February 9, 2023

WASHINGTON (AP) — A new Alzheimer’s drug is coming to market, the first with clear evidence that it can delay the mind-robbing disease by several months.

It’s a long-overdue new treatment, but experts are also warning: The drug is not a cure, is only intended for early-stage patients, requires intravenous dosing every two weeks, and has some safety concerns.

It’s not even clear how remarkable that modest benefit is. It will be in people’s daily lives.

Still, “it’s a milestone,” said Dr. Richard Hodes, director of the National Institute on Aging. “It’s not enough, but it’s encouraging to know there’s something we can do.”

Here are some things to know about the Food and Drug Administration approval of lecanemab, which will be sold under the brand name Leqembi:

HOW DOES THE NEW DRUG WORK?

The drug, made by Japan’s Eisai and US partner Biogen, is designed to target and remove a sticky protein called beta-amyloid that accumulates in brain-clogging plaques, a key feature of Alzheimer’s disease.

It targets a slightly different form of that amyloid, which possibly explains why it succeeded in a rigorous study while a long list of previous drugs that target amyloid have failed, said Dr. Sam Gandy, an Alzheimer’s expert at the Mount Sinai Hospital in New York.

The FDA authorized a similar drug called Aduhelm in 2021 despite studies never showing it actually helped patients, a move that drew scathing criticism of a congressional investigation..

HOW EFFECTIVE IS IT?

In Eisai’s 18-month study of nearly 1,800 people, Leqembi appeared to delay worsening in early-stage patients by about five months.

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That was measured on an 18-point scale that tracks cognitive and functional abilities. People given the drug still got worse, but not as fast as those given dummy versions, a difference of almost half a point on that scale at the end of the study.

Experts are divided on how significant that benefit is. It can be hard for families to know if a loved one’s decline has slowed, Gandy said.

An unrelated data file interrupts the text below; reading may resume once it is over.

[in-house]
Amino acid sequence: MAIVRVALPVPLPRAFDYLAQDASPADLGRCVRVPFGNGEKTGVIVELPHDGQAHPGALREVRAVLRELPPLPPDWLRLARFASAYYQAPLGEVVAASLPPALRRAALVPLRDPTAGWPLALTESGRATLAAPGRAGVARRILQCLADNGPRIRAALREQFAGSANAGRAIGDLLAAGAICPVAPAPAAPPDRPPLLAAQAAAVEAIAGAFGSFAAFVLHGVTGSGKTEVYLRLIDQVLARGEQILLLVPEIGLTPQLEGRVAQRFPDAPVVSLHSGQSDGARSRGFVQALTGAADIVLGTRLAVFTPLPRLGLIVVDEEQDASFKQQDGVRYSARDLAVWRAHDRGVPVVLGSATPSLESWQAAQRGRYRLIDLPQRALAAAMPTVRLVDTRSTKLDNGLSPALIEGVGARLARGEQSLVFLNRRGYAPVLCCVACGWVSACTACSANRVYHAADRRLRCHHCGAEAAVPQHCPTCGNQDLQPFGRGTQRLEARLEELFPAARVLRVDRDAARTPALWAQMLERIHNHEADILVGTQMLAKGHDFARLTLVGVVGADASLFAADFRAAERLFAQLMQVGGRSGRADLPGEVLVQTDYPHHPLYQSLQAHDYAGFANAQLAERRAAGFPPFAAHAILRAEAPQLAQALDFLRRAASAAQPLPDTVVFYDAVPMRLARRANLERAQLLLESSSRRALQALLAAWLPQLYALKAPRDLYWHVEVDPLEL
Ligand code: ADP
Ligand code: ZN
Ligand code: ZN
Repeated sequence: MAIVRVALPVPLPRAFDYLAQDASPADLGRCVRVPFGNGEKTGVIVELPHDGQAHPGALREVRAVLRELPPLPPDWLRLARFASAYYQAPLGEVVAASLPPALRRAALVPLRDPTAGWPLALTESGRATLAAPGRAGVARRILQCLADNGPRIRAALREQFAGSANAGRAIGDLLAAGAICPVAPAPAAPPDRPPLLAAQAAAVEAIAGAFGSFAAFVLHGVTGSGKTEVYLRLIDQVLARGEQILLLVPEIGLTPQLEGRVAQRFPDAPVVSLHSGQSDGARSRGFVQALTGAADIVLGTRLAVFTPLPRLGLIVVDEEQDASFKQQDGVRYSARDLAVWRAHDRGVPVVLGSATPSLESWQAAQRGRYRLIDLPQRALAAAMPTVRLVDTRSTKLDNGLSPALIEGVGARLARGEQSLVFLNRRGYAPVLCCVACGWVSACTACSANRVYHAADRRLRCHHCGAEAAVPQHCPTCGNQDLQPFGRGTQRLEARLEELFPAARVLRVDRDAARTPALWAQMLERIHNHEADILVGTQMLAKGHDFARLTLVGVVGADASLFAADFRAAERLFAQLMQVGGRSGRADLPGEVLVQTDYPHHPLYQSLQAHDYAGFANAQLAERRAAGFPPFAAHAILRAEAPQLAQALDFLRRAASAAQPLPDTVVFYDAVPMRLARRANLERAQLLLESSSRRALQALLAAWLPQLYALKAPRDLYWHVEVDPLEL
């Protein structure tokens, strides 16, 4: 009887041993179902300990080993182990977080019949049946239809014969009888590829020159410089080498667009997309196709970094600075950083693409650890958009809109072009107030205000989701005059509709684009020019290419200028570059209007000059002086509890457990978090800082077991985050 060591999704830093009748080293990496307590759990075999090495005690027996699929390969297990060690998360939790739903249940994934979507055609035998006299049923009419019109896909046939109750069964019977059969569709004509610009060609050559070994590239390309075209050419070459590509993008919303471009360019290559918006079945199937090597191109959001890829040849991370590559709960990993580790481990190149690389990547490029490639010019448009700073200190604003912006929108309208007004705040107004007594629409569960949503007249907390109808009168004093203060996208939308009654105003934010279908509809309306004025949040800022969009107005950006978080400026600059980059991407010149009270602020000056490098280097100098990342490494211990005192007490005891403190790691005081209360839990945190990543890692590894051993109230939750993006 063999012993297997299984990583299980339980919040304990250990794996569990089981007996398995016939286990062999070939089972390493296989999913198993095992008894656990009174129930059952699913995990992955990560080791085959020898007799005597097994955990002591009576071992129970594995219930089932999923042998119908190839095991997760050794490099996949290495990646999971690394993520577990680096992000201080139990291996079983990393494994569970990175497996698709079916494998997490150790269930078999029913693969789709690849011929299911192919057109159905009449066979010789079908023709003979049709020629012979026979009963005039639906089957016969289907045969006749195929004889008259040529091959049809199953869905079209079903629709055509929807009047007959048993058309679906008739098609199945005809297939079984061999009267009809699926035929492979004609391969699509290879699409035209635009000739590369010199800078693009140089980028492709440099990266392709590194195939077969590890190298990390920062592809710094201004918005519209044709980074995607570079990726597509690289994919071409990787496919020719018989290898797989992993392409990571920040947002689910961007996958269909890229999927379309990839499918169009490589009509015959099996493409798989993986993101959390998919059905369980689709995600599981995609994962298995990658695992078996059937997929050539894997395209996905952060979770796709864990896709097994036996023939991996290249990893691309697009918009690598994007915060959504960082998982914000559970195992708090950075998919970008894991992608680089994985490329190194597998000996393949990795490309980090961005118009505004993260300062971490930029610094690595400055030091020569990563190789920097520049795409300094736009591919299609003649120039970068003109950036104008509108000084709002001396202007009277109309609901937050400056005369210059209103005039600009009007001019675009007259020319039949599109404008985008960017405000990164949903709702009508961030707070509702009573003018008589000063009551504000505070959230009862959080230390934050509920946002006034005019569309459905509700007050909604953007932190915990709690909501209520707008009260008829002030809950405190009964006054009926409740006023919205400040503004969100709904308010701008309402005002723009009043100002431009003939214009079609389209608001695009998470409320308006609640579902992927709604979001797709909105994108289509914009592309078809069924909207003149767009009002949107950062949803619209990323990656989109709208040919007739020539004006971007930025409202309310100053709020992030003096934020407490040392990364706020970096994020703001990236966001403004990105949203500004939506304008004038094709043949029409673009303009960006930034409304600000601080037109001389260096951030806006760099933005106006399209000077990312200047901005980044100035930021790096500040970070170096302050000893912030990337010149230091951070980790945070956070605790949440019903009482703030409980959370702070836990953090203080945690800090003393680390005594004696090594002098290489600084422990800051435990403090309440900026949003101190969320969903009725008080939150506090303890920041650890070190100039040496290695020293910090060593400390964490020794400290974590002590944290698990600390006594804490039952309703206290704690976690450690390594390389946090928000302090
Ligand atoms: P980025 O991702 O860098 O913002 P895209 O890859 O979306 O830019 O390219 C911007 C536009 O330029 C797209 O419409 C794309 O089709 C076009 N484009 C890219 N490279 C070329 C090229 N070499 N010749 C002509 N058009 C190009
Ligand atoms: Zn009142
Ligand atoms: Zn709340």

Other experts say delaying the disease early on, when people are still functioning well, is important, even if it’s not as easy to detect.

“Several months with better cognition, what is that worth to you?” Hodes asked. “I think you can make a strong argument there: if I can interact with my family, be independent for months… that’s a very significant result.”

WHAT ARE THE RISKS?

Like other drugs that target amyloid, Leqembi can cause brain swelling or small brain bleeds. In Eisai’s study, 13% of those given the drug had swelling and 17% had small brain bleeds.

The likely reason: Amyloid plaques usually form around nerve cells in the brain, but sometimes dirt gets into blood vessels, too. Pulling the amyloid out of those blood vessels can weaken them and cause them to leak, Gandy explained.

While brain swelling and bleeds can cause only minimal symptoms, such as dizziness and vision problems, they can occasionally be severe, and several Leqembi users have died while taking the drug, including two who were taking blood-thinning medications.

Eisai has said the deaths cannot be attributed to his Alzheimer’s drug. But Gandy said the highest risk of serious bleeding would be among Leqembi users who also take blood thinners, which older adults often use to prevent or treat strokes.

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Patients may also experience temporary reactions after infusions that may include fever, flu-like chills, nausea, and fluctuations in blood pressure.

WHO IS ELIGIBLE?

The drug is only intended for people in the early stages of Alzheimer’s disease who also have that telltale amyloid buildup.

The FDA has warned doctors to be careful if they prescribe Leqembi to people using blood thinners. Patients will also be urged to have brain scans several times during the course of treatment.

As patients gradually worsen, it is not clear how long they should continue to receive the twice-monthly intravenous infusions. Study participants are being tracked for longer periods, and other research is exploring use even earlier, before people with amyloid buildup show symptoms.

WHEN WILL IT BE AVAILABLE?

Eisai says the drug should be available on January 23, but most patients will probably have to wait months to get it.

This is because health insurers are expected to review the efficacy of the drug before deciding whether to cover it, for which patients, and what tests they may require to confirm that they are good candidates.

And Medicare, which covers most people with Alzheimer’s, is not expected to pay for the drug until later this year. That’s because the senior plan only pays for Alzheimer’s drugs that have received full FDA approval, while the agency granted approval to Leqembi using an abbreviated method based on preliminary study results. The FDA is ready to review that larger 18-month study soon, in anticipation of full approval later this year.

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HOW MUCH WILL THE MEDICATION COST?

The IV medication will cost about $26,500 for a typical year of treatment. If insurers cover it, most people won’t pay as much, although people with insurance that requires them to bear more of their drug costs could pay thousands a year.

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The Associated Press Department of Health and Science receives support from the Howard Hughes Medical Institute Science and Educational Media Group. The AP is solely responsible for all content.